The News That Matters about the Nuclear Industry Fukushima Chernobyl Mayak Three Mile Island Atomic Testing Radiation Isotope

Boris Johnson beholden to the nuclear industry. That’s going to cost UK bigtime – Chancellor Sunak not happy.

Boris Johnson’s flagship energy strategy has been held up over a row
with Rishi Sunak about funding a new generation of up to eight nuclear
power stations costing the public more than £13bn.

The strategy, which has
been delayed for a month, was due to be published this week but has now
been pencilled for 5 April after disagreement about the multibillion-pound
cost of new nuclear plants and amid ongoing tensions between the prime
minister and his chancellor, as well as the wider cabinet.

Johnson has told the nuclear industry that he wants 25% of electricity generation to come
from nuclear power by 2050, up from 16% now. Whitehall sources told the
Guardian this shift could require the building of about eight new nuclear
power stations. Draft targets suggest ministers are looking at 30GW of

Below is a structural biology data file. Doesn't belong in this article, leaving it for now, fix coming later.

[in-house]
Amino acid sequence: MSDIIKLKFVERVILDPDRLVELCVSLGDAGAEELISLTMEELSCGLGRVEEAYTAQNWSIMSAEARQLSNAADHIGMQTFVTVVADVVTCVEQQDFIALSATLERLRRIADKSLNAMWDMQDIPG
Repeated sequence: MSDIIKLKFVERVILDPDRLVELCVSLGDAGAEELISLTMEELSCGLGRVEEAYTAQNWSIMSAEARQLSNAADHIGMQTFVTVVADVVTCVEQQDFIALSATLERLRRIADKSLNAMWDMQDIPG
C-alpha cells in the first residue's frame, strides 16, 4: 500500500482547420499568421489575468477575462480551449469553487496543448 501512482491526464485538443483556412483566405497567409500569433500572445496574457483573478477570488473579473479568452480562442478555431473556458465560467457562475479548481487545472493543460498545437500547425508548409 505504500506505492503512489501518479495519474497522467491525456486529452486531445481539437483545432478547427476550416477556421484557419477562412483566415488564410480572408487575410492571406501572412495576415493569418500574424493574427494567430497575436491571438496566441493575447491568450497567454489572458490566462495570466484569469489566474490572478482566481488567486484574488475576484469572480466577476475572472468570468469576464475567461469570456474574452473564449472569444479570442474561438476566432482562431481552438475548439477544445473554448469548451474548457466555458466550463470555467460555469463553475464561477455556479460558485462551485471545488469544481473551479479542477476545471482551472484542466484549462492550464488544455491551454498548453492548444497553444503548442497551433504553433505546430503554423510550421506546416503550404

nuclear power capacity, meaning a huge building programme would be needed,
as capacity is due to fall to 3.6GW as plants are decommissioned.

Of the eight UK plants currently in operation, all but one are due to be switched
off by 2030. Each new plant would require the government to take a minority
stake in the project to reduce the risk to developers, and substantial cash
outlay to encourage investment.

Despite Johnson’s keenness for new
nuclear power, Sunak is concerned about the cost to the taxpayer, or extra
costs added to soaring energy bills. The Treasury has already promised
£1.7bn of direct cash for a single large-scale nuclear project – the
£20bn Sizewell C – as well as £120m for a new Future Nuclear Enabling
Fund, which aims to address barriers to entering the sector.

Building eight plants could cost more than £13bn in initial investment costs from the
government if the same amount of investment were to be put in, according to
a Whitehall source. However, the government is also pushing for the nuclear
industry to reduce its build costs.

 Guardian 28th March 2022

March 31, 2022 - Posted by | business and costs, politics, UK

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